Buoyed by a joyful score and Mirai Mizue's intricate draftsmanship, Dreamland is a narrative film in abstract clothing, a memorable blurring of the boundaries between animated genres.
Festivals and film critics are prone to splitting films into binaries to make them easier to talk about. Films are fiction or non-fiction, comedy or drama, animated or live action. Within animation, films are 2D or 3D, CG or hand-drawn, narrative or non-narrative. As useful as those terms can be in quickly conveying something about a film, they all share the same issue: none of those pairs are as binary as we like to think. The best art thrives on ambiguity, pushing back against easy definition in ways that challenge our need to categorize everything.
Mirai Mizue's 2018 short Dreamland is a perfect example. The whole film is a rapidly-cut assemblage of rigid geometric shapes and patterns, with nothing resembling a representational drawing, let alone a character. If you were to judge it based on the looped GIFs that Mizue shares on his Twitter feed, it'd be hard to see it as anything but non-narrative. It epitomizes the "abstract shape" stream of animation that dates back to Oskar Fischinger's optical poems from the 1930s—a stream that has a "love it or hate it" reputation among even the most dedicated cinephiles.
Abstract as it is, though, Dreamland has a real emotional arc. Part of that comes from the (absolutely incredible) score by Scarlatti Goes Electro, which starts out joyful, turns ominous in the film's midsection, and ends up off-kilter but triumphant. Even without the score, though, there's a clear visual progression. About three minutes in, the film crashes, its tightly organized structures lying in static, colourless heaps, before colour and movement return. The structures in the films tail end are chaotic, though, the strict right angles of the beginning replaced by askew, overlapping arrangements. It may not exactly be a story, but it sure feels like one.
In fact, the quotes that bookend the film make the model of the story pretty explicit. The film opens and closes with multilingual title cards that call back to the utopian presentation of the NFB's mid-century shorts. The first is a slight twist on a quote from Walt Disney, swapping his Disneyland for Mizue's imagined world: "Dreamland will never be completed. It will continue to grow as long as there is imagination left in the world." The second is unaltered, pulled from the Book of Genesis: "Come, let us build ourselves a city, with a tower that reaches to the heavens, so that we may make a name for ourselves; otherwise we will be scattered over the face of the whole earth."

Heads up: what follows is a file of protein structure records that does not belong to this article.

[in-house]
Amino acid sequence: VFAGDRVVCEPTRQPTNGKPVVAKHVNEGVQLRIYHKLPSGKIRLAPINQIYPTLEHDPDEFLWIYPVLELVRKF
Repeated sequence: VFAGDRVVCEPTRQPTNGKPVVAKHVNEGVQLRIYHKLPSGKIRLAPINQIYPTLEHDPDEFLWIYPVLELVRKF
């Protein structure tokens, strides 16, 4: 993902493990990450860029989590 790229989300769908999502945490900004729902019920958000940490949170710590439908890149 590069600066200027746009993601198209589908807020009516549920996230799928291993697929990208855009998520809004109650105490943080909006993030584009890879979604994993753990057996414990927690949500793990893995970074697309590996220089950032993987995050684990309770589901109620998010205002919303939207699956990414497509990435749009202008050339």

With those quotes as context, the story comes into focus as an abstracted depiction of the Tower of Babel. The first half is the human ambition to build something perfect, every element carefully considered and slotted perfectly into place. It's the Disneyland version of imagination—clean, sanitized, a creativity that lives within certain restrictions. That vision of perfection is struck down and scrambled, in the same way the Babel story shatters human understanding by splitting the world into a jumble of tribes with their own languages and cultures. Then it rebuilds, complex and chaotic, less regimented and more organic, always looking like it's on the verge of toppling.
Mizue blurs other boundaries in Dreamland, too. His perfect geometric structures are often mistaken for CG, for example, but every frame of animation was drawn by hand with pen and paper (and presumably a ruler). It's an impressive feat of draftsmanship, but it's the narrative arc in abstract clothing that makes Dreamland so memorable, even within Mizue's already impressive catalog.